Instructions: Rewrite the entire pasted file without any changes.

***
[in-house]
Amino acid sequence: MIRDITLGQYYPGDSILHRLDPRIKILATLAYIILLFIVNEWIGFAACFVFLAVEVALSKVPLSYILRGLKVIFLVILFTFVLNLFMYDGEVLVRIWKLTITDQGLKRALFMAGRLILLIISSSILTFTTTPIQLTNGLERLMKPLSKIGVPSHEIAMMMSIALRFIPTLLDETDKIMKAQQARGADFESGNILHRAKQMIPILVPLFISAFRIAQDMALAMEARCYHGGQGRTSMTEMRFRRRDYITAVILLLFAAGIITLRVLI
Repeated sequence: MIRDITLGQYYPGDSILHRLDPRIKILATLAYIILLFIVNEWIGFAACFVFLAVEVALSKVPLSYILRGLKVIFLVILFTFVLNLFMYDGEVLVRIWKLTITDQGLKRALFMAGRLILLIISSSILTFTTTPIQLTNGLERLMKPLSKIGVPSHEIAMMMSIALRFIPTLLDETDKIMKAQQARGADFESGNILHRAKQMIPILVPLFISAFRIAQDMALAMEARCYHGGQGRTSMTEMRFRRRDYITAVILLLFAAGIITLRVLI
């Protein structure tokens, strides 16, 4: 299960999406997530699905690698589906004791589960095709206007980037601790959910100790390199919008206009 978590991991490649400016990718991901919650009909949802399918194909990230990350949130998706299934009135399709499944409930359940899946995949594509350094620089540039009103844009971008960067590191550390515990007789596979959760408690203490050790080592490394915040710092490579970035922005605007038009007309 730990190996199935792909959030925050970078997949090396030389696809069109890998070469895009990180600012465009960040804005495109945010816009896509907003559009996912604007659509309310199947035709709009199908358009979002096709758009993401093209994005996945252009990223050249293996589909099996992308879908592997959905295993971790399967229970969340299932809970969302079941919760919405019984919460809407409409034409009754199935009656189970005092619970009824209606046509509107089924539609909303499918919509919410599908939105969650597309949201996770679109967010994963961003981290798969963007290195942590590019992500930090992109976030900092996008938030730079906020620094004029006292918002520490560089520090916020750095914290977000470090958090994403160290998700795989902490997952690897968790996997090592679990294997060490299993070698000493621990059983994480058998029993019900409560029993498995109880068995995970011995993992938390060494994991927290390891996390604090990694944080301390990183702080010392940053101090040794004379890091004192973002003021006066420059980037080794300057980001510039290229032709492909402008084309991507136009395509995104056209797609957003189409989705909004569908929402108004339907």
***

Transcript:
[in-house]
Amino acid sequence: MIRDITLGQYYPGDSILHRLDPRIKILATLAYIILLFIVNEWIGFAACFVFLAVEVALSKVPLSYILRGLKVIFLVILFTFVLNLFMYDGEVLVRIWKLTITDQGLKRALFMAGRLILLIISSSILTFTTTPIQLTNGLERLMKPLSKIGVPSHEIAMMMSIALRFIPTLLDETDKIMKAQQARGADFESGNILHRAKQMIPILVPLFISAFRIAQDMALAMEARCYHGGQGRTSMTEMRFRRRDYITAVILLLFAAGIITLRVLI
Repeated sequence: MIRDITLGQYYPGDSILHRLDPRIKILATLAYIILLFIVNEWIGFAACFVFLAVEVALSKVPLSYILRGLKVIFLVILFTFVLNLFMYDGEVLVRIWKLTITDQGLKRALFMAGRLILLIISSSILTFTTTPIQLTNGLERLMKPLSKIGVPSHEIAMMMSIALRFIPTLLDETDKIMKAQQARGADFESGNILHRAKQMIPILVPLFISAFRIAQDMALAMEARCYHGGQGRTSMTEMRFRRRDYITAVILLLFAAGIITLRVLI
């Protein structure tokens, strides 16, 4: 299960999406997530699905690698589906004791589960095709206007980037601790959910100790390199919008206009 978590991991490649400016990718991901919650009909949802399918194909990230990350949130998706299934009135399709499944409930359940899946995949594509350094620089540039009103844009971008960067590191550390515990007789596979959760408690203490050790080592490394915040710092490579970035922005605007038009007309 730990190996199935792909959030925050970078997949090396030389696809069109890998070469895009990180600012465009960040804005495109945010816009896509907003559009996912604007659509309310199947035709709009199908358009979002096709758009993401093209994005996945252009990223050249293996589909099996992308879908592997959905295993971790399967229970969340299932809970969302079941919760919405019984919460809407409409034409009754199935009656189970005092619970009824209606046509509107089924539609909303499918919509919410599908939105969650597309949201996770679109967010994963961003981290798969963007290195942590590019992500930090992109976030900092996008938030730079906020620094004029006292918002520490560089520090916020750095914290977000470090958090994403160290998700795989902490997952690897968790996997090592679990294997060490299993070698000493621990059983994480058998029993019900409560029993498995109880068995995970011995993992938390060494994991927290390891996390604090990694944080301390990183702080010392940053101090040794004379890091004192973002003021006066420059980037080794300057980001510039290229032709492909402008084309991507136009395509995104056209797609957003189409989705909004569908929402108004339907």